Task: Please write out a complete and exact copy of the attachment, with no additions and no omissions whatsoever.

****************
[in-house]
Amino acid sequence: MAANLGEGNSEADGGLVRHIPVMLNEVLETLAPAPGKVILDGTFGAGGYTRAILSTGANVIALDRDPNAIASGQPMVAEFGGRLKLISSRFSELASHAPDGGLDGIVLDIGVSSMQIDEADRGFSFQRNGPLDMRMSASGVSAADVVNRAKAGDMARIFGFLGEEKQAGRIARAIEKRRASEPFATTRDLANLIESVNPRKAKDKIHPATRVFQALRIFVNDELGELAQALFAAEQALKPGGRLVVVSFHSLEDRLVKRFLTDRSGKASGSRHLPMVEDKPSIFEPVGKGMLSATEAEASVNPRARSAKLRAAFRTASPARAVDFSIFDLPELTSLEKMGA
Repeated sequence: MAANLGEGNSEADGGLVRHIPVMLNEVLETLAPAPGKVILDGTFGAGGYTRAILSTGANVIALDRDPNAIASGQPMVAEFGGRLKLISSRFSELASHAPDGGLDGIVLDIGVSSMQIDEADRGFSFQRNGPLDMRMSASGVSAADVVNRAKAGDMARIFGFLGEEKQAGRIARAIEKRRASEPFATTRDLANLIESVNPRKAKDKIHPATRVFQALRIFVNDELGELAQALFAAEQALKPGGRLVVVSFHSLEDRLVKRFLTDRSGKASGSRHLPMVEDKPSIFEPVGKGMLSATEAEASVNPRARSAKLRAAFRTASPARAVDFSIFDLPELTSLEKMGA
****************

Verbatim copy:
[in-house]
Amino acid sequence: MAANLGEGNSEADGGLVRHIPVMLNEVLETLAPAPGKVILDGTFGAGGYTRAILSTGANVIALDRDPNAIASGQPMVAEFGGRLKLISSRFSELASHAPDGGLDGIVLDIGVSSMQIDEADRGFSFQRNGPLDMRMSASGVSAADVVNRAKAGDMARIFGFLGEEKQAGRIARAIEKRRASEPFATTRDLANLIESVNPRKAKDKIHPATRVFQALRIFVNDELGELAQALFAAEQALKPGGRLVVVSFHSLEDRLVKRFLTDRSGKASGSRHLPMVEDKPSIFEPVGKGMLSATEAEASVNPRARSAKLRAAFRTASPARAVDFSIFDLPELTSLEKMGA
Repeated sequence: MAANLGEGNSEADGGLVRHIPVMLNEVLETLAPAPGKVILDGTFGAGGYTRAILSTGANVIALDRDPNAIASGQPMVAEFGGRLKLISSRFSELASHAPDGGLDGIVLDIGVSSMQIDEADRGFSFQRNGPLDMRMSASGVSAADVVNRAKAGDMARIFGFLGEEKQAGRIARAIEKRRASEPFATTRDLANLIESVNPRKAKDKIHPATRVFQALRIFVNDELGELAQALFAAEQALKPGGRLVVVSFHSLEDRLVKRFLTDRSGKASGSRHLPMVEDKPSIFEPVGKGMLSATEAEASVNPRARSAKLRAAFRTASPARAVDFSIFDLPELTSLEKMGA